The trust represents a slither of the $1.2 trillion trust market. Yet how the potential default is resolved — whether by allowing a quick and orderly default, or by shoving it under the carpet via a provincial government bailout — will be an indication of how well the ticking time bomb of local government debt tied to the shadow banking system will be defused.
So far no trust loans have defaulted, despite trusts being bigger by assets than the insurance industry. That is partly because they have become a significant alternative to bank lending for funding local government infrastructure projects so have had friends in the right places to maintain the veneer of wholeness so far. Investors also have had a blind faith that trusts’ issuers offer an implicit ironclad guarantee that investors will get their money back.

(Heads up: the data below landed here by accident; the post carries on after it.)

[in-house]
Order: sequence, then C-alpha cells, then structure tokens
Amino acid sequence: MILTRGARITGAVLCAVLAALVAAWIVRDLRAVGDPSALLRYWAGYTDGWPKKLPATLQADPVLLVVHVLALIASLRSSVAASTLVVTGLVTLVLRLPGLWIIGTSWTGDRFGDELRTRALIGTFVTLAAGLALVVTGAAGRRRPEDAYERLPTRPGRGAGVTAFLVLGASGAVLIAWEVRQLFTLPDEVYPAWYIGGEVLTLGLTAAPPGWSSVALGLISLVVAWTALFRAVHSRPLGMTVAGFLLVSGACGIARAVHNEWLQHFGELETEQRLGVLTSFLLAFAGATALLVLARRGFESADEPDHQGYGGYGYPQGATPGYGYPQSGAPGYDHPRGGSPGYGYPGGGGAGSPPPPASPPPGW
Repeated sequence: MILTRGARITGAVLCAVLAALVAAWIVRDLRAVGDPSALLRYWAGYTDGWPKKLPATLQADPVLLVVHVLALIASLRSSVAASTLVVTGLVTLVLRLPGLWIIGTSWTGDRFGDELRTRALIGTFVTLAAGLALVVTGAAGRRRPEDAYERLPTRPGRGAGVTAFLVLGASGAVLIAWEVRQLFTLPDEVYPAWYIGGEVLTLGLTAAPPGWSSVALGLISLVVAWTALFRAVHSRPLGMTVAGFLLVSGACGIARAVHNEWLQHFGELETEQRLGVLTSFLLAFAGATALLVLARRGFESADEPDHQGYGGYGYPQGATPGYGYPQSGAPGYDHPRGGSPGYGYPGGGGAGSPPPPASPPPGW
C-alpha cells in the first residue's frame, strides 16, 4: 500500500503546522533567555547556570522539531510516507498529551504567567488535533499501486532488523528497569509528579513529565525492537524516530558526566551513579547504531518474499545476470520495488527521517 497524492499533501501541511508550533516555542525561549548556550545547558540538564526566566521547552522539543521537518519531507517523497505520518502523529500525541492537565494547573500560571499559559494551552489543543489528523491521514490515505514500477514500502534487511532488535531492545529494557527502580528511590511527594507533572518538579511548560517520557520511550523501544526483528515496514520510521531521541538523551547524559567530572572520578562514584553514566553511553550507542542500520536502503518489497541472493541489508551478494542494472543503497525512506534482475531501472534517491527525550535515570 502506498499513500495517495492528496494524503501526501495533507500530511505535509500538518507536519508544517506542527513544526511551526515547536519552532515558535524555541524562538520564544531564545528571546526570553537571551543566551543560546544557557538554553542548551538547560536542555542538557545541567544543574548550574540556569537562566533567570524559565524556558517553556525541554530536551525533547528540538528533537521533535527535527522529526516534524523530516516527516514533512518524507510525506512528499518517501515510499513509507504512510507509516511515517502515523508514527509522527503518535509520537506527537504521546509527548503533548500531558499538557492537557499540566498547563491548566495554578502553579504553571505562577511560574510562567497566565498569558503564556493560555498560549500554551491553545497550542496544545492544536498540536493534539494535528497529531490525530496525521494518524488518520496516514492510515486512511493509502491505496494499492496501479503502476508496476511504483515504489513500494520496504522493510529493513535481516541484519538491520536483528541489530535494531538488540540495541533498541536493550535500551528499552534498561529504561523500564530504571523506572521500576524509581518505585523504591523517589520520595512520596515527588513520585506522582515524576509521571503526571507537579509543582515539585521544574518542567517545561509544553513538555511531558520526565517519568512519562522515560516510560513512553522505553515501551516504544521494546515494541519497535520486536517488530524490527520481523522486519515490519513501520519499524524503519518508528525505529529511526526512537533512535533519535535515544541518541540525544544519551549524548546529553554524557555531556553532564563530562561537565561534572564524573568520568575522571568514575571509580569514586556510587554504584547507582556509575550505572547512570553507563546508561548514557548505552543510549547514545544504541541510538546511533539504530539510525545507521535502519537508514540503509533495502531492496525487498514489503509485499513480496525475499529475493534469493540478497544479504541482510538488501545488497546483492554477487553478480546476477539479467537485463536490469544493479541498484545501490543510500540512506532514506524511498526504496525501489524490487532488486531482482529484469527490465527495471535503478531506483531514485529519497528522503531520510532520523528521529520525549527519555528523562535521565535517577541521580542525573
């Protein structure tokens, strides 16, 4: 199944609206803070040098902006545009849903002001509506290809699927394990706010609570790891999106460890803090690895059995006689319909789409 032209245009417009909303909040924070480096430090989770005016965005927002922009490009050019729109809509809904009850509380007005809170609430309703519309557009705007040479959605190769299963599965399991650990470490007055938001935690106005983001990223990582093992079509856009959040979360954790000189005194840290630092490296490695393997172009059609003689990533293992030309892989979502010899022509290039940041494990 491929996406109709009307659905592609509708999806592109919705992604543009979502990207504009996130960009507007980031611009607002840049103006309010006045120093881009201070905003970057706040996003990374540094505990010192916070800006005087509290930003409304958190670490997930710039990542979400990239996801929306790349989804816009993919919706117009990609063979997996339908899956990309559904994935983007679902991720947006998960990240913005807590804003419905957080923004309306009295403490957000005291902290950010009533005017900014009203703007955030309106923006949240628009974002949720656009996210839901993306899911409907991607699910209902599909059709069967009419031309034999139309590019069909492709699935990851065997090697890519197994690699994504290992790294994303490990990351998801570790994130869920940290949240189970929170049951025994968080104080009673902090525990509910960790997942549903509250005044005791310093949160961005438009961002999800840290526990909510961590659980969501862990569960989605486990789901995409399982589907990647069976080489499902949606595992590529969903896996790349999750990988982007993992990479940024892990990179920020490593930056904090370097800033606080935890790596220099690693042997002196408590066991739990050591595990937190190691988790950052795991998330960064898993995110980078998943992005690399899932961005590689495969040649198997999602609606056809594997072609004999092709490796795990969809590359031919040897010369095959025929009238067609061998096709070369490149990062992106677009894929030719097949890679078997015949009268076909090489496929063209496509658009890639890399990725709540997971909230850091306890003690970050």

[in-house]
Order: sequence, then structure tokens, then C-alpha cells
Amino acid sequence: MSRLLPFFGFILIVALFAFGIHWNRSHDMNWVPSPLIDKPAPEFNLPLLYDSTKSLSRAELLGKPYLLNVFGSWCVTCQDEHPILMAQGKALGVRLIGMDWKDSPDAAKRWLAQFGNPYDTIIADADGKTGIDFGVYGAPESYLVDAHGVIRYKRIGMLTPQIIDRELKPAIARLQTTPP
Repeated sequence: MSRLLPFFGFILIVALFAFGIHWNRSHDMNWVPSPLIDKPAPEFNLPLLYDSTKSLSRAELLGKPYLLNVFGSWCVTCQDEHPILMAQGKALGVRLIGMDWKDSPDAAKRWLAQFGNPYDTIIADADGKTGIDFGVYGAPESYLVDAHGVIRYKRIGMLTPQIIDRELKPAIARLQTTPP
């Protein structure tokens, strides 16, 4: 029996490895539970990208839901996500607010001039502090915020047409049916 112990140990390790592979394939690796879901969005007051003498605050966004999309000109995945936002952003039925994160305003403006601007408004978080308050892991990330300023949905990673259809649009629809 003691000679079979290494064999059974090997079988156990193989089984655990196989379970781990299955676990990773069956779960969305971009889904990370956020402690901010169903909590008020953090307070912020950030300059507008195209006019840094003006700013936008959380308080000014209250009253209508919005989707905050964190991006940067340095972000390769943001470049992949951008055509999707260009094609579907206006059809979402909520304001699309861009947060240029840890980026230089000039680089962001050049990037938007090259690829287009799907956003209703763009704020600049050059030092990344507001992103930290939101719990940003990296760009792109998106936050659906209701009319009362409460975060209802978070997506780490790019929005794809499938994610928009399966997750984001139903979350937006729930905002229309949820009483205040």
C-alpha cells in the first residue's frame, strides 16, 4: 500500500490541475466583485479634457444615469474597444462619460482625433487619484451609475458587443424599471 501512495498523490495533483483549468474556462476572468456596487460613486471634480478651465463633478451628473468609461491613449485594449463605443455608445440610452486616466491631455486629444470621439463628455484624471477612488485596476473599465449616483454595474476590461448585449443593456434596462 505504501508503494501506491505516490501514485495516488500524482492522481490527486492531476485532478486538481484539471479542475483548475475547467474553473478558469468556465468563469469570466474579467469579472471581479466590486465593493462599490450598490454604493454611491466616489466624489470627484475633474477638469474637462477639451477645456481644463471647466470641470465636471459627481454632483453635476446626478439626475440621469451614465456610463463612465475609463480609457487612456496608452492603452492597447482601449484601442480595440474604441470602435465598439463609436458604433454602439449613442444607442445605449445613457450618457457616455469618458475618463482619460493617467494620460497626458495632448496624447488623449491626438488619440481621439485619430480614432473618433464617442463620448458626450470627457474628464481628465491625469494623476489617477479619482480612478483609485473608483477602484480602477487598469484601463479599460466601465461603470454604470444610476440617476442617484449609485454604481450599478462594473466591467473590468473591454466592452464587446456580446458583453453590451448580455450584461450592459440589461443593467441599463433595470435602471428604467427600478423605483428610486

There is $16.5 billion of trust loans to mining companies falling due this year. Beyond the case of Zhenfu Energy, at least two other trust loans to coal mines are reportedly in similar straits. A trust loan that funded a Chengdu housing development is also said to be in trouble.
The government, long concerned by the potential instability and credit risk lurking in the shadow banking system, is looking at ways to bring it into the mainstream. It was a regulatory priority agreed at the Party’s Third Plenum last November. Draft regulations being circulated suggest the approach will be to bring the informal banking sector under greater monitoring and regulation rather than curb the lending function that it is fulfilling for capital-hungry small and medium-size businesses that the mainstream banks do not. The recently announced plan for a pilot scheme for five new privately owned banks is one step in this direction.